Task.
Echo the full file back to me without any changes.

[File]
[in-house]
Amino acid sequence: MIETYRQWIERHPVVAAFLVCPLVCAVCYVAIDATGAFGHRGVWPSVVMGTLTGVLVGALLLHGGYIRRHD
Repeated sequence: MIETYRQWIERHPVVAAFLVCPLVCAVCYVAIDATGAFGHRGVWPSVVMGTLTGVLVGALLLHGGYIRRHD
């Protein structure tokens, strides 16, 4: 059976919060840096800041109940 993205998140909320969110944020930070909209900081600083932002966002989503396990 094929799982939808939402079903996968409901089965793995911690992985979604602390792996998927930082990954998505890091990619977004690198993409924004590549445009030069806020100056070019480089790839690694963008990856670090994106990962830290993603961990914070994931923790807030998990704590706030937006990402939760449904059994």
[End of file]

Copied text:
[in-house]
Amino acid sequence: MIETYRQWIERHPVVAAFLVCPLVCAVCYVAIDATGAFGHRGVWPSVVMGTLTGVLVGALLLHGGYIRRHD
Repeated sequence: MIETYRQWIERHPVVAAFLVCPLVCAVCYVAIDATGAFGHRGVWPSVVMGTLTGVLVGALLLHGGYIRRHD
């Protein structure tokens, strides 16, 4: 059976919060840096800041109940 993205998140909320969110944020930070909209900081600083932002966002989503396990 094929799982939808939402079903996968409901089965793995911690992985979604602390792996998927930082990954998505890091990619977004690198993409924004590549445009030069806020100056070019480089790839690694963008990856670090994106990962830290993603961990914070994931923790807030998990704590706030937006990402939760449904059994």